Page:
Estimated Rows is 1

Abdel 2015-03-27 10:32:52

This query is giving me an ESTIMATED NUMBER OF ROWS = 1 and due to this it performs realy slow. Can someone point out for me the missing index that will make it stop doing that wrong estimate calculation?

Thanks in advance

-A

SQLkiwi 2015-03-27 12:36:14
>Can someone point out for me the missing index that will make it stop doing that wrong estimate calculation?

I doubt this is possible. Cardinality estimation errors are all but inevitable with deep join trees. Even small-ish errors will tend to propagate and increase in severity as the number of joins and other estimate-affecting operations accumulate. You can see this effect for yourself by following the estimate versus actual variations from the deepest point of the tree upward.

The query in the question is a moderately complex series of joins, predicates, and aggregations, which are a tough enough proposition for the cardinality estimation logic before we take into account the fact that half of the objects referenced are views containing yet more joins and predicates.

The sudden drop in actual row counts at the final aggregate strongly suggests that the preceding logic could be improved to compute at least partial aggregates earlier, or otherwise significantly reduce the row counts through de-duplication. Given an infinite amount of time and resources, the query optimizer might be able to find a plan that pushed down the aggregations, but it knows you probably don't want to wait for that, so it times out.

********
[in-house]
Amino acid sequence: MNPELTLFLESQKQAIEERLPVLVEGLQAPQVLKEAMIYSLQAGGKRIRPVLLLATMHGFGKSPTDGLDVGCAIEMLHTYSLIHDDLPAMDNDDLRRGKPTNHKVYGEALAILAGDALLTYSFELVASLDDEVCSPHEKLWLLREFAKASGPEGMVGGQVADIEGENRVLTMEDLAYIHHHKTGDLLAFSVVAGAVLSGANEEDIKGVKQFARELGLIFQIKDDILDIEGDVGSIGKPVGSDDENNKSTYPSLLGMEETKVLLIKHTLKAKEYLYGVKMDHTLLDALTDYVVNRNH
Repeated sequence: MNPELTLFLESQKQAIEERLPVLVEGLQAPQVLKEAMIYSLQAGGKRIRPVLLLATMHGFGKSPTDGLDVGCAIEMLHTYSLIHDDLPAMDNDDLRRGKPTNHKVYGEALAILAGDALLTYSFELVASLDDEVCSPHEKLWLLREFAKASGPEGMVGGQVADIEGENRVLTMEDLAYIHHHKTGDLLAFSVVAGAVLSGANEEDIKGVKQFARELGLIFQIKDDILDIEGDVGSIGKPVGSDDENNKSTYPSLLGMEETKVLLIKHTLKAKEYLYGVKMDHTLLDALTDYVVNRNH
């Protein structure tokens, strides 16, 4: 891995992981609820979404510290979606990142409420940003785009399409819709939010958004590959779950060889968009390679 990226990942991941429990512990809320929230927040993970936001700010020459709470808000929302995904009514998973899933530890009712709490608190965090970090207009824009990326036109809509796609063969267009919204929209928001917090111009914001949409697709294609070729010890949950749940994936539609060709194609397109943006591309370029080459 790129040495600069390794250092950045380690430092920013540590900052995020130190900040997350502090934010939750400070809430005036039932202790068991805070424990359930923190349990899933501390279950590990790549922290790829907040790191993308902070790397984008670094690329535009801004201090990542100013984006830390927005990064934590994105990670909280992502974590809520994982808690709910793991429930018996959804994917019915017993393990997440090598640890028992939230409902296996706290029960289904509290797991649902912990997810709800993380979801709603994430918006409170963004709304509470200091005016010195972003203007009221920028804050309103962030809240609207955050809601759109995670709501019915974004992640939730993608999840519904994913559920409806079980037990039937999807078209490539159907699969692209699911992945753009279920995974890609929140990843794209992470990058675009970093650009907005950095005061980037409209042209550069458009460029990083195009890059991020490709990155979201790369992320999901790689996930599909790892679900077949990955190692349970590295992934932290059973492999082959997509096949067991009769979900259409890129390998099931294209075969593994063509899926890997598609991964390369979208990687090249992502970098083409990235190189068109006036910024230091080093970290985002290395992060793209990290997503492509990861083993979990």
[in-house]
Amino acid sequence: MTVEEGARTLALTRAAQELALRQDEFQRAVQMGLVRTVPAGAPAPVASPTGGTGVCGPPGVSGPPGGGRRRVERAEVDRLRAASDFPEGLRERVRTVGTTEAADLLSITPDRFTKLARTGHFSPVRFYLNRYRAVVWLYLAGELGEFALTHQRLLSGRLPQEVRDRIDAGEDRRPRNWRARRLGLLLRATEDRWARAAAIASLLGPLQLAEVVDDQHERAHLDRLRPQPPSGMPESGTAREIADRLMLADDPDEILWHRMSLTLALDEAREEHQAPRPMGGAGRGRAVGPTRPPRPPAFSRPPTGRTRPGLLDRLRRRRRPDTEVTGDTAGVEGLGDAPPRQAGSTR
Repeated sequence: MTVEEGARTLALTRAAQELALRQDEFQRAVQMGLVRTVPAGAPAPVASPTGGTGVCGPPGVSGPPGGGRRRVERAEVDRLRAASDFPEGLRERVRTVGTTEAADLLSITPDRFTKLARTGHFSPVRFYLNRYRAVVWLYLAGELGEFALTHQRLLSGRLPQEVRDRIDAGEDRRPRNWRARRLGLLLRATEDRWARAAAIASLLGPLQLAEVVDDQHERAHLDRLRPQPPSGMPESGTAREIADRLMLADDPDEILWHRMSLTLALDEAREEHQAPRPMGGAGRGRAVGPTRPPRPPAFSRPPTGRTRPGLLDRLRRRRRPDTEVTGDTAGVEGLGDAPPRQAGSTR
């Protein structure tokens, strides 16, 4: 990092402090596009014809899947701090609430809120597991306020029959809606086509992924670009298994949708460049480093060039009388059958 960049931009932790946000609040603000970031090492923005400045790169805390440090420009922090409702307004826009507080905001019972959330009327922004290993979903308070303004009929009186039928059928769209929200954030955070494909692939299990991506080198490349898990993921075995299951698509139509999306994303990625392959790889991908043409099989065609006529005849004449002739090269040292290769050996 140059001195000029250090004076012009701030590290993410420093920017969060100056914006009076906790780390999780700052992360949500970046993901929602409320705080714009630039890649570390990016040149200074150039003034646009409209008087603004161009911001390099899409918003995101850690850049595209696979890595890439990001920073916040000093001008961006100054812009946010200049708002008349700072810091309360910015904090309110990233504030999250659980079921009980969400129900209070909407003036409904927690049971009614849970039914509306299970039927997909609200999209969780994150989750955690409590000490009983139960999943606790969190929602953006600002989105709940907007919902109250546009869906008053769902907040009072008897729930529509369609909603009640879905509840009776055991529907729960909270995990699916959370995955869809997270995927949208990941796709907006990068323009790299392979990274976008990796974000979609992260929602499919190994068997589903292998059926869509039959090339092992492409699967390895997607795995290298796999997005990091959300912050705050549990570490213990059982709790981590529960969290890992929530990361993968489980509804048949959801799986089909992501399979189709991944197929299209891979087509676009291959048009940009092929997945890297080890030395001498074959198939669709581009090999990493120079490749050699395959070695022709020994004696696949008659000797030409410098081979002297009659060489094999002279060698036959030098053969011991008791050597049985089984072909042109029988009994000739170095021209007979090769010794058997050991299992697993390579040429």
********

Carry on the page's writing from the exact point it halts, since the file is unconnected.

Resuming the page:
In case that seems unreasonable, consider there are 14 joins alone in the view-expanded query. If the optimizer considered just the possible ways to perform the joins, it would have to look at 64,764,752,532,480,000 (6.4 quadrillion) combinations. That's without considering the placement of aggregates and the possible introduction of partial aggregates.

In summary, there is no easy answer here. The fastest path to improvement is probably through refactoring the query: expressing it in terms that explicitly introduce partial aggregation or other optimizations that would reduce row counts earlier. That sort of task would require an expert with direct access to the system, design, and business requirement behind the query.

Abdel 2015-03-27 15:00:26
"That sort of task would require an expert with direct access to the system, design, and business requirement behind the query."
-That expert is me 🙂 but this one is simply driving me mad trying to figure out…
SQLkiwi 2015-03-31 13:18:15
Well good luck. I have given you as much of an answer as I can from here.